- Historic Sites
The Legend Of A Lake
April 1971 | Volume 22, Issue 3
Defensively, they said the lake could be cleaned up, at a cost of billions of dollars. They belatedly began building sewage treatment plants, only to find that mercury, in industrial discharges, was being stored in the bodies of the lake’s fish, making them poisonous to eat. Worse, the men seemed unable to stem the flow of silt, the real villain, because it flowed every time a highway was made, a field plowed, a basement dug, a house constructed, a bulldozer blade lowered—acts that were the very heart and soul of civilization’s advances. Restoring the lake meant removing all the silt, and that was impossible.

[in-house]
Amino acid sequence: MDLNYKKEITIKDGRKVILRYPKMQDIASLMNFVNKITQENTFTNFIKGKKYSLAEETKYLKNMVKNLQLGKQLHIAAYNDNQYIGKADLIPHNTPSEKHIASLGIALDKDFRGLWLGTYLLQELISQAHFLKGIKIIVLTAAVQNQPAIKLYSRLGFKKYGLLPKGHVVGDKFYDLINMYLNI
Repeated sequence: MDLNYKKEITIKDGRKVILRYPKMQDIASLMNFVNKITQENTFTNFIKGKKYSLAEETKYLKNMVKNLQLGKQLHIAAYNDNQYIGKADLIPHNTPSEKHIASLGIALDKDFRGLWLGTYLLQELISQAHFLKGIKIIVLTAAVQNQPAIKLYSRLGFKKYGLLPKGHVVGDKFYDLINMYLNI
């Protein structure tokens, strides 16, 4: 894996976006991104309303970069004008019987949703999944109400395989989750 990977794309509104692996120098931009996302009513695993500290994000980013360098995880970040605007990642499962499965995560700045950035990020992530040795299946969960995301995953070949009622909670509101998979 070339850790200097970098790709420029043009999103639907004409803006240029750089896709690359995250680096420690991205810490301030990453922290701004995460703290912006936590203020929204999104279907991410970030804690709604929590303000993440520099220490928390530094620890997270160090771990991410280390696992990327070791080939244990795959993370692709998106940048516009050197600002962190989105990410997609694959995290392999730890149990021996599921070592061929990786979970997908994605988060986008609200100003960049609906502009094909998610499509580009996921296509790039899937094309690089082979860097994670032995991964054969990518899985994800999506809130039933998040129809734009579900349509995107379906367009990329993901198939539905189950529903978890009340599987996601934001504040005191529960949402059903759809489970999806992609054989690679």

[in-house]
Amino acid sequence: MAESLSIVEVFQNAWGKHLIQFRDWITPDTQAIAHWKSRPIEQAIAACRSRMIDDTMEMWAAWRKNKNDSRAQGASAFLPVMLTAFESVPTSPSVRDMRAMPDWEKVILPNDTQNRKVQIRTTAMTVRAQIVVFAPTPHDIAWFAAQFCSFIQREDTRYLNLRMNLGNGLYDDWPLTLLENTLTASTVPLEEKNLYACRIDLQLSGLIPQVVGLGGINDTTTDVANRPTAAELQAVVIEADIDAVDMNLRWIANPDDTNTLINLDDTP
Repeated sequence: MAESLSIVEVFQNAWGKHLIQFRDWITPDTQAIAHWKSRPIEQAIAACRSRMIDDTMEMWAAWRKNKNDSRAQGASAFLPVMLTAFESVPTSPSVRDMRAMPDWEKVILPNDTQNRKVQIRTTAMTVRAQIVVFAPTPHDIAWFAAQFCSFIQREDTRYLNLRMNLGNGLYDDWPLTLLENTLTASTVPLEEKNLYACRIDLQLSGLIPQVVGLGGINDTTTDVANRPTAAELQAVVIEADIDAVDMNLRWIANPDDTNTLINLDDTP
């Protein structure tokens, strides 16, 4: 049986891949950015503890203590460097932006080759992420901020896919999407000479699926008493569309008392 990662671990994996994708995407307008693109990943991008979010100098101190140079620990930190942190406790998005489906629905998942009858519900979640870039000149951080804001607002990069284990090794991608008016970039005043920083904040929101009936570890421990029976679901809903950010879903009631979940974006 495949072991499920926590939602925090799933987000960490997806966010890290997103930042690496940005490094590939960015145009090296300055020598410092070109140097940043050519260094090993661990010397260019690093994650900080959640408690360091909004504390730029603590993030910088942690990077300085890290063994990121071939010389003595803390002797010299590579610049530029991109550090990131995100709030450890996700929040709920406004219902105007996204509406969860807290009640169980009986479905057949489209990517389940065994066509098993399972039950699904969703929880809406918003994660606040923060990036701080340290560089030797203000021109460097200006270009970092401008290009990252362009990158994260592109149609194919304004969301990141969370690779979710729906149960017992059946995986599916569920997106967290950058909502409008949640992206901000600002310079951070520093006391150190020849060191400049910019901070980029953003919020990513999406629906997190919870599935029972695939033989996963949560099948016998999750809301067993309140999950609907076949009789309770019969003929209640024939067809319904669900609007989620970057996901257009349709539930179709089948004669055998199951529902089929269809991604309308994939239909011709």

The men had too great an investment in progress based on new engines, new chemicals, new conquests of other worlds to understand relatively simple truths. They understood that the lake was a victim of their works, and they were sorry about that. They could not yet understand that they had become victims of the lake. The state of the lake was also the state of the men.